I was born in 1946. My father had been an Air Corps radio operator during WWII. He died when I was very young, but left behind a Hallicrafters receiver and a few boxes of electronic "stuff" that my mom did not throw away. My grandfather was not in the military, but was interested in radio during the 20's, 30's and 40's. He repaired radios and built some of his own from parts. He died, also when I was very young and, like my dad, left behind boxes of intriguing "stuff". When I was 9 or 10, I commandeered the Hallicrafters S-38 and started listening to Shortwave.
In our little town, the library had very few books about electronics and what they had were very old. I read them all. I wanted to check out the 1944 ARRL handbook, but it wasn't there. Somebody else had it. The librarian said she knew who had it and that it was over-due so she called the person that had it and they bicycled down to the library to return it. It was one of the high school kids a few years older than me, but the son of one of my mom's best friends. We struck up a friendship that endures to this day. He became a ham, too.
The librarian said that her brother, in the next town, was a ham radio operator and would I like to talk to him. I got my mom to take me over to meet him and decided that I was going to be a ham, too. My mom helped me study for the FCC test and learned the code along with me so I could pass the code test. At age 11, I passed the test and was a ham radio operator. I built my own Heathkit DX-40 transmitter, strung up an antenna and was on my way. My mom got her license, too, but didn't upgrade it when it expired. The entry level novice license was not renewable.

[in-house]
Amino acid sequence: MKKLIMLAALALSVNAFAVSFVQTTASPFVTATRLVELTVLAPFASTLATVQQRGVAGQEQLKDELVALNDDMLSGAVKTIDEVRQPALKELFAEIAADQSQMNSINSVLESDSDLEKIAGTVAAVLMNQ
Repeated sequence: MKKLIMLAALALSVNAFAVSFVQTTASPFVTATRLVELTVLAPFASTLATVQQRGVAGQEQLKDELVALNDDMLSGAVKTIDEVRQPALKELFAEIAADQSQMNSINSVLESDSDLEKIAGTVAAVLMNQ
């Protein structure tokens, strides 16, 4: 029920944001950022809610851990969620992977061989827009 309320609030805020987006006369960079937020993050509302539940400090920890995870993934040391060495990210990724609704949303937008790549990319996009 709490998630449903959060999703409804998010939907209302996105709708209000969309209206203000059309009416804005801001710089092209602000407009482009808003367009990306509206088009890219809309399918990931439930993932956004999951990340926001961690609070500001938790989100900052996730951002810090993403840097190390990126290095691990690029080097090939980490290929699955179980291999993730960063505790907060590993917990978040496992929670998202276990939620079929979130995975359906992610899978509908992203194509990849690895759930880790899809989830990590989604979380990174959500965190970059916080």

I discovered that I liked to build my own equipment. I salvaged parts from TV repair shops and surplus stores. In high school, I built a 1,000 Watt amplifier and had my own surplus model 15 Teletype machine, operating digital modes in the early 1960s, way ahead of the Internet. All my gear then used tubes, of course.
When I was in college, I studied Electrical Engineering. I wrote my first computer program in Fortran IV in the Fall of 1964. I had my first computer at home around 1976 which was a Mostek F8 development board interfaced to a surplus TI Silent 700 printing terminal.
Throughout my Engineering career, I was mostly a hardware designer, but software eventually played an important part, too, as a designer of elevator control systems, Elevator in the vertical transportation sense, not grain elevators, although I also designed grain temperature monitoring systems for the grain type.
I'm in my late 60's now, still working part-time in engineering and teaching electronics at the college level. I still enjoy being a ham radio operator, too. It's been a good ride and it's not over yet.